Past Tense Feminine Gender – Monologue (Alma)

A monologue from the play by Le Wilhelm


Alma is a young woman welcoming a new century on New Year’s Eve in 1900.

It’s a beautiful night. Not a cloud in the sky. Looking out the window you see a million stars. I don’t know if I have ever seen a finer night than this.  

There’s snow on the ground and the light from the moon and stars reflects off the white land. I’m all dressed up because it’s New Year’s Eve.

This dress was made by a company in Philadelphia.  It’s my first dress that I’ve ever had that wasn’t made by my momma.

I like it a lot, but I like a dress that’s made by my momma too, ‘cause I get to watch it being born.  

And I get to try it on and even make suggestions sometimes when she’s in a good mood. In just a few seconds it will be a brand new century!!

You can probably hear them downstairs.  

That’s where the party is going on. I snuck up here to the attic room so I could be by myself. I love it up here.

I always go here when I want to be alone.  I also like to look out the window at the hills and the river.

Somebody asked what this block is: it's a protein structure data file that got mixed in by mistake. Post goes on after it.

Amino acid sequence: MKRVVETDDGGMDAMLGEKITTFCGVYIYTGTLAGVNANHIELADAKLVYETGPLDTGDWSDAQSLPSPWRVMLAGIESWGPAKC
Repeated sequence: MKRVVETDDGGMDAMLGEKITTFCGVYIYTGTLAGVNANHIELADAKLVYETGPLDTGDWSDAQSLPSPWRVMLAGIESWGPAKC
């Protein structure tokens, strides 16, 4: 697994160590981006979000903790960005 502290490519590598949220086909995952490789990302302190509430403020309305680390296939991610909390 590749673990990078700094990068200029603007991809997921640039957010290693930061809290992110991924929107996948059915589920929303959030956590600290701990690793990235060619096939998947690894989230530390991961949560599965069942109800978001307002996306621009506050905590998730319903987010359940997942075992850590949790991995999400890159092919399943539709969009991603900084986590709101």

Tonight I’m up here waiting for the twentieth century to arrive. Because it’s a new century, everyone has been acting strange, real excited and planning big parties.  

Well, that’s what most people are doing. Some folks in town have said that this is the end of time.

My parents don’t believe that’s going to happen and neither do I, so they’re having a party.

I feel kind of sorry for all those people who believe the world’s going to end ‘cause when it don’t, I guess they’re going to be terribly disappointed and feel downright foolish.  

I know I would! If I had gone around telling everyone the end is near, and then the end doesn’t end. I’d feel like an idiot.

You probably think it’s odd that I don’t want to be downstairs at the party with my friends and family where all the fun’s going on.

I just want to be by myself. So I can remember it. I want to be able to remember when the twentieth century dawned.

I know it’s just a date on the calendar . . . but still it’s a new century . . . my century–it’s when I’m going to love most of my life . . .

and no one knows what’s going to happen . . . all kinds of changes . . .  all sorts of wonderful things that I’m going to be a part of.  

I’m curious and I’m scared . . . and I’m excited . . . 

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